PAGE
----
Prior to filing the instant action, Plaintiff brought another civil rights case in this Court, Beasley v. Stephens, et. al, No. 10-cv-895-GPM (S.D. Ill., filed Nov. 9, 2010). In that case, he sued Lawrence Warden Lee Ryker, Randy Stephens, the Prisoner Review Board, Administrative Review Board, and the Illinois Department of Corrections, claiming that he was improperly charged with a parole violation, and as a result was put into a higher risk security level during his incarceration at Lawrence. That case was dismissed on July 7, 2011, for failure to state a claim upon which relief may be granted. In the instant case, Plaintiff alleges that various actions were taken against him by the named Defendants, all in retaliation for his filing of the prior lawsuit described above, and for pursuing other grievances over prison conditions.

In his complaint, Plaintiff references several instances that are described with particularity only in his attached grievances and other documents. On January 10, 2011, he was placed in segregation on investigative status (he does not explain why) (Doc. 1-1, pp. 4-5; 17). He claims that during the initial 30 days of his segregation, in violation of the Illinois Administrative Code, he was never interviewed by the reviewing officer, nor was any investigation conducted regarding the reasons for his placement in that status. Defendant Warden Ryker and Defendant Stafford then extended Plaintiff's stay in segregation for a total of 90 days (Doc. 1-1, pp. 5, 18; Doc. 1, p. 8). The response to Plaintiff's grievance of April 10, 2011, states that after his initial placement on investigative status, Plaintiff's status was changed to administrative detention as of February 10, 2011. Plaintiff apparently remained in administrative detention for the final 60 days of his confinement in segregation (Doc. 1-1, p. 17).

Plaintiff further complains that Defendant Moran (the grievance officer) failed to investigate or address Plaintiff's claims of staff misconduct after he filed a grievance over his placement in investigative segregation (Doc. 1., p. 8; Doc. 1-1, pp. 13-24). Defendants Benton and Risse allegedly failed to address his grievances or improperly reviewed them (Doc. 1, p. 8).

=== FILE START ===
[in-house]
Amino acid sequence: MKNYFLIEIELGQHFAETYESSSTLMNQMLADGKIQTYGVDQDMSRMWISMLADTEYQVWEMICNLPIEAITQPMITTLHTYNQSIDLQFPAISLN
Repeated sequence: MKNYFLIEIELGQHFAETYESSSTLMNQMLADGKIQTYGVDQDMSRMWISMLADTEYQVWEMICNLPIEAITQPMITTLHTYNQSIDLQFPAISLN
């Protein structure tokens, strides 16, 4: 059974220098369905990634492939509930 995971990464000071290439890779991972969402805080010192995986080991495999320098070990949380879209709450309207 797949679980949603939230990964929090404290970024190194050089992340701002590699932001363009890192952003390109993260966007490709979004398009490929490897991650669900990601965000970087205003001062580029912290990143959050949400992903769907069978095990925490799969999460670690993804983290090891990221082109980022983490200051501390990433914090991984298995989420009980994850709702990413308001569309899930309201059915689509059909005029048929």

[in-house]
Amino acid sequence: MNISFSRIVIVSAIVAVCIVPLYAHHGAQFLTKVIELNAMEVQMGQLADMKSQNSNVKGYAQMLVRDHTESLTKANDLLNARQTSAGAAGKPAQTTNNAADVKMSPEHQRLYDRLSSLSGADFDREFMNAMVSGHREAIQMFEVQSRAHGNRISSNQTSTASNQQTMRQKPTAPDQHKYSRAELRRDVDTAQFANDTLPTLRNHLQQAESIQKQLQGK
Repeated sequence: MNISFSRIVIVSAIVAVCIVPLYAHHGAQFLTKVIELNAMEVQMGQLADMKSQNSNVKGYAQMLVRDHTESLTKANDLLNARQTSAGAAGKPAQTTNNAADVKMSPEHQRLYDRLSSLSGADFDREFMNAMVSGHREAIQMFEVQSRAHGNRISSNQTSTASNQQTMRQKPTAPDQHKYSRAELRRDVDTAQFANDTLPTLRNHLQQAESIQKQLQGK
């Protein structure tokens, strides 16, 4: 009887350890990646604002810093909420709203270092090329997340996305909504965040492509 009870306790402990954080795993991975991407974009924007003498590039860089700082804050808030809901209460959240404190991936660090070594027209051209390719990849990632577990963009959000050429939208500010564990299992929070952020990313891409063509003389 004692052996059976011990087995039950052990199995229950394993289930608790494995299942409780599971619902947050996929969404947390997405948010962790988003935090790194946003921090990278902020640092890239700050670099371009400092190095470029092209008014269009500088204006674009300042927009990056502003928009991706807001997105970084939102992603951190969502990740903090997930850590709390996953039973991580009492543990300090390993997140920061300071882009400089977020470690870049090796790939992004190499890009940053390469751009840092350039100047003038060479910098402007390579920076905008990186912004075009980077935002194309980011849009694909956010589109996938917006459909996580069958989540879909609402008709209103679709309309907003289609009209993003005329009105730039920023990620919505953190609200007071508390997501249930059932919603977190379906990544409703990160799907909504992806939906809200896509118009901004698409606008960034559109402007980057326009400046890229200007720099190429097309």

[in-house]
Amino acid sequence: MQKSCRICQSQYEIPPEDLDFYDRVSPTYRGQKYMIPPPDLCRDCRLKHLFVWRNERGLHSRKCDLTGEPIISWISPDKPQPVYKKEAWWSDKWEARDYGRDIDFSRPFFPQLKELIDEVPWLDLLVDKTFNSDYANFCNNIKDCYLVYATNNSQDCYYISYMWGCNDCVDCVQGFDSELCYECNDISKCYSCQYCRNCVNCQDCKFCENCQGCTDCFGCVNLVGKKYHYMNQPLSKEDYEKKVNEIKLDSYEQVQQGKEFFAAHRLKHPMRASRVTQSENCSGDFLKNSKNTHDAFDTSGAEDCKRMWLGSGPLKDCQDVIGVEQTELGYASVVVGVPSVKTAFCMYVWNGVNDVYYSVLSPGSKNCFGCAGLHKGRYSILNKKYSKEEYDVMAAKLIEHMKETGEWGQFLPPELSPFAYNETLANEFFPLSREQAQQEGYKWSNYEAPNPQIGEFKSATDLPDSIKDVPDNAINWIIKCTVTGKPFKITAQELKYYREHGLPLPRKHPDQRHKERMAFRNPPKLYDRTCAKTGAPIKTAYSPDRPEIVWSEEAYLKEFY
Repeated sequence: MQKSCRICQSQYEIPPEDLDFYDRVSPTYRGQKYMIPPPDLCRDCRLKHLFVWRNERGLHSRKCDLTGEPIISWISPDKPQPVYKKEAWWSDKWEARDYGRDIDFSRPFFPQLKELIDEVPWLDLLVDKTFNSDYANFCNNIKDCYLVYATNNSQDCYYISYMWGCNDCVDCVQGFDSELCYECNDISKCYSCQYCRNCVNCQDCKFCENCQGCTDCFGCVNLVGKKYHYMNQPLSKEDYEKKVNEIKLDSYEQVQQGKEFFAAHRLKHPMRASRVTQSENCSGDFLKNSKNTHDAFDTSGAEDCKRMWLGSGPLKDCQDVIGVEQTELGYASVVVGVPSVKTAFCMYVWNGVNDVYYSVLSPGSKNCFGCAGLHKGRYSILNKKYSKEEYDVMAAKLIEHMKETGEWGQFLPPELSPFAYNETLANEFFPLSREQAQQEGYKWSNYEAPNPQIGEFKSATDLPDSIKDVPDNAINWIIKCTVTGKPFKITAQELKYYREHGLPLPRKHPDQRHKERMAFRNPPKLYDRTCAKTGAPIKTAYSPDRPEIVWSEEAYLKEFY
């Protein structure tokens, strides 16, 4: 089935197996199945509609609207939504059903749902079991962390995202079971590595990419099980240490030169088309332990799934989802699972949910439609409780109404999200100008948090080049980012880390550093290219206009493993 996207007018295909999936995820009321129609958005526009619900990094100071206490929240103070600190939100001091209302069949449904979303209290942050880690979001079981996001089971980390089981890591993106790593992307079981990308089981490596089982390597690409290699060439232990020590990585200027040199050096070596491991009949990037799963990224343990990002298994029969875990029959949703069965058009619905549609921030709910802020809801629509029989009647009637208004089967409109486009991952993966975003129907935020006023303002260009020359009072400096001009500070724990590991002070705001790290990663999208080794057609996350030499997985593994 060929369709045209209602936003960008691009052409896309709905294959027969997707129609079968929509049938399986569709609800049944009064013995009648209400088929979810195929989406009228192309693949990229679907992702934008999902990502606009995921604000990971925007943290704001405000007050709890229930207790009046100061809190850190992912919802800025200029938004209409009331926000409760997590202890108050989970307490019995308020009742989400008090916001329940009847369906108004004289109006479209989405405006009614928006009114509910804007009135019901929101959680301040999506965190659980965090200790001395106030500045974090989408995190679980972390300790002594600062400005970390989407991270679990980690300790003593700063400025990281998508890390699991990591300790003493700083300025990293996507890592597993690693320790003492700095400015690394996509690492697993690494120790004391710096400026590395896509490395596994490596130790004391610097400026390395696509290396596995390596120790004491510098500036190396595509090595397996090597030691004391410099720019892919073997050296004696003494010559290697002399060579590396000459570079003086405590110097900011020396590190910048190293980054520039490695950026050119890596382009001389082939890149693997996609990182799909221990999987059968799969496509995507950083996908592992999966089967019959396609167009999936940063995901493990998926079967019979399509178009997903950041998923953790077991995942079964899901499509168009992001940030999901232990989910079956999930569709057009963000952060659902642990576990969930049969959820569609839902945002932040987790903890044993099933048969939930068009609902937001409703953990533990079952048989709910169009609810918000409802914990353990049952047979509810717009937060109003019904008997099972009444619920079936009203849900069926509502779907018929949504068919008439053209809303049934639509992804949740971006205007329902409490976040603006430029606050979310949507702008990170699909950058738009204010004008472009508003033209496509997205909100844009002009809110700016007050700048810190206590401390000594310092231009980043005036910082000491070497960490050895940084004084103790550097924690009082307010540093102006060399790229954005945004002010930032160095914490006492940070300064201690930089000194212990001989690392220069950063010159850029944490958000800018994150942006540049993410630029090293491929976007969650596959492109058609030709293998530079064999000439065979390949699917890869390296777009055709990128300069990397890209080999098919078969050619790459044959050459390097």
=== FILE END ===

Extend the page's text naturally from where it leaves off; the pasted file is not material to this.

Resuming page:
He claims Defendant Risse informed him that superiors had instructed him not to do anything about Plaintiff's grievances (Doc. 1, p. 8: Doc. 1-1, p. 8).

Plaintiff also alleges that the conditions of his segregation cell were inhumane. He was allowed to shower only once a week, he was denied any yard recreation time, he developed excruciating back pains due to the lack of activity, the water in his cell had a bad taste and turned his clothing brown, and his phone calls to his public defender were restricted (Doc. 1, pp. 7-8; Doc. 1-1, pp. 18-19). In addition, his outgoing mail to the Administrative Review Board was destroyed by Defendant Hoskinson and his incoming mail was delayed. He claims his continued confinement under these conditions was in retaliation for complaints and grievances he had filed.

Finally, he was transferred to another prison, still under administrative detention status. Discussion

Based on the allegations of the complaint, the Court finds it convenient to divide the pro se action into five (5) counts. The parties and the Court will use these designations in all future pleadings and orders, unless otherwise directed by a judicial officer of this Court. The ...